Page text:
We need to talk about the Jank!

  • Here is my Performance Profile, you can clearly see that GC is being triggered right after some Construct related runtime work.

  • Maybe make a test where a game doesn't need garbage collection.

  • Maybe make a test where a game doesn't need garbage collection.

    The runner example wouldn't need GC to do work at all, especially not as often as it currently does.

  • Here is a quick example I came up with for the time being. (Download Example: Link)

    How to reproduce:

    1. Open In C3
    2. Run preview or export+upload as HTML5 (optionally enable fullscreen using F11 key)
    3. Enable "Spawn Auto" mode
    4. Notice occasional jank caused by GC
  • Let me rephrase.

    Make a test where objects aren't destroyed.

    Not a common method for Construct, but often called object pooling.

  • Dudes... what happened? The Jank is back for real.

    for me there has been no jank issues for over a year and today the dark times have returned.....i dont think it is construct. This is happening on old builds that I have hosted and have been smooth until today. It is something in the new Chrome no?

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  • Let me rephrase.

    Make a test where objects aren't destroyed.

    Not a common method for Construct, but often called object pooling.

    Did it, removed everything except the rotating sprite (needed for canvas refresh) and it did jank again.

  • I'd say we should wait 1-3 days for any hotfix patches.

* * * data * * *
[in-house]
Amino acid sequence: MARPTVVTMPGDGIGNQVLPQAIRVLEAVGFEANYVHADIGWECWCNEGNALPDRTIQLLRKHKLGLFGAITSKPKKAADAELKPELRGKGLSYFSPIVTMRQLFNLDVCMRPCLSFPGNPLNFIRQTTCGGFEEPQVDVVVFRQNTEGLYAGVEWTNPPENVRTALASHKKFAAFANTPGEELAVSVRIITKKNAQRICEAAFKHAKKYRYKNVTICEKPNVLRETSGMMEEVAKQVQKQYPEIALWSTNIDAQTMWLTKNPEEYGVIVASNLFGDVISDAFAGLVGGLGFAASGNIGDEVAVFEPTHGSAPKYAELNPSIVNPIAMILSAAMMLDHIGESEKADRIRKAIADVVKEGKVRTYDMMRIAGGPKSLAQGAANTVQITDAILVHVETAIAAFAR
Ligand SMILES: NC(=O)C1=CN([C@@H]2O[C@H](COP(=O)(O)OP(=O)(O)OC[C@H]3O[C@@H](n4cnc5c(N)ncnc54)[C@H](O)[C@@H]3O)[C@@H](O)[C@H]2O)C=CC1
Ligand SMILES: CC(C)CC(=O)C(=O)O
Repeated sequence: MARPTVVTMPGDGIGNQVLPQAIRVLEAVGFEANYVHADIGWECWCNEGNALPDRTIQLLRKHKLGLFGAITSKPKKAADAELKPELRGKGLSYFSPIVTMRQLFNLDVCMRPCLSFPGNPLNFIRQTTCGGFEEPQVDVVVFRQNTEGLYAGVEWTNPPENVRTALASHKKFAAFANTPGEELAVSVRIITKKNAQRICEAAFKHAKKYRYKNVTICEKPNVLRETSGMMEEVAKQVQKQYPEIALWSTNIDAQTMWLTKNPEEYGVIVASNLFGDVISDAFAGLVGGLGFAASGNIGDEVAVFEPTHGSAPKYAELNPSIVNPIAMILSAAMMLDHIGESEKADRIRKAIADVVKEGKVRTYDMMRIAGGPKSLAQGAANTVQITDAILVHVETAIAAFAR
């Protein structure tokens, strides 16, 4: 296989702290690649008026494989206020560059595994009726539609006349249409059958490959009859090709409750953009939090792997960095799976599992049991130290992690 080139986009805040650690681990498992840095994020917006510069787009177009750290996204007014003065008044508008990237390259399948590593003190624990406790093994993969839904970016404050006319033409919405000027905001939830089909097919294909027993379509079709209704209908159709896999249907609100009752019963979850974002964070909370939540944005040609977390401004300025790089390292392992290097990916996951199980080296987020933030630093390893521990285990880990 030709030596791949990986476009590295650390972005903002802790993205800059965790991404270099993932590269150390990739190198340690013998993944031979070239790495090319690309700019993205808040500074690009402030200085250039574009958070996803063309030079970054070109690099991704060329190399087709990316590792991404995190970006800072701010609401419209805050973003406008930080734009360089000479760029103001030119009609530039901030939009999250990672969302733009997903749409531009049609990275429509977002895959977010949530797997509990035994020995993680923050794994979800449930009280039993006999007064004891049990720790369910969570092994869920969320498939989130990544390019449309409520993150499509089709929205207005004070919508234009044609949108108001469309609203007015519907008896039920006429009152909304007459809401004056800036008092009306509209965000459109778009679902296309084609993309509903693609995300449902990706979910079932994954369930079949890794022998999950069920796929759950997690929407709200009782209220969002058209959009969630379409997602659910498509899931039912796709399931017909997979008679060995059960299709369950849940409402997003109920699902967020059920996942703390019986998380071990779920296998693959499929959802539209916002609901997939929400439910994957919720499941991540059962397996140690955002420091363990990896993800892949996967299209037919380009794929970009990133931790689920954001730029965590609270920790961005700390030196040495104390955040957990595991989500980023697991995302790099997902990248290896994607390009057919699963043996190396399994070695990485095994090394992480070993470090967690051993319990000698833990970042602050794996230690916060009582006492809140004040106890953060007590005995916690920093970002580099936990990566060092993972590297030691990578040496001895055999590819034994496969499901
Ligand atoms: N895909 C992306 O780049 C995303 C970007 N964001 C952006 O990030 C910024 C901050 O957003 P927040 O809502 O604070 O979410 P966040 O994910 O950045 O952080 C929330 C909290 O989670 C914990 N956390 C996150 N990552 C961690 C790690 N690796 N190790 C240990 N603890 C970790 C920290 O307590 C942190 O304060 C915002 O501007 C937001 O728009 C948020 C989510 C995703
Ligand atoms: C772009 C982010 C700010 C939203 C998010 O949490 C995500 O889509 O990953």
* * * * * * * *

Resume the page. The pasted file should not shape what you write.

Personally not really seeing a point in creating a report with a HTML5 example that's using a single rotating sprite.

  • Here is a quick example I came up with for the time being. (Download Example: Link)

    How to reproduce:

    1. Open In C3
    2. Run preview or export+upload as HTML5 (optionally enable fullscreen using F11 key)
    3. Enable "Spawn Auto" mode
    4. Notice occasional jank caused by GC

    (Edit: No clue why half my post was missing but ok.)

    This is interesting. I tried your example and... it´s not janking. The autorunner on the other hand is janking almost like a clockwork. This got me thinking... where is the difference? First I nuked the entire event sheet of the autorunner, the jank was gone. After un-nuking it and more carefully killing off event after event I was left with a single event, with a single action.

    (Duh, why can´t I add more than one image to a post :V)

    Anyway, after replacing the regular text object with a spritefont, the jank is entirely gone (apart from two janks right at the beginning) Could that be it?

  • This is interesting. I tried your example and... it´s not janking. The autorunner on the other hand is janking almost like a clockwork. This got me thinking... where is the difference? First I nuked the entire event sheet of the autorunner, the jank was gone. After un-nuking it and more carefully killing off event after event I was left with a single event, with a single action.

    (Duh, why can´t I add more than one image to a post :V)

    Anyway, after replacing the regular text object with a spritefont, the jank is entirely gone (apart from two janks right at the beginning) Could that be it?

    I removed any text objects found inside the example and could still reproduce, this ain't it unfortunatly.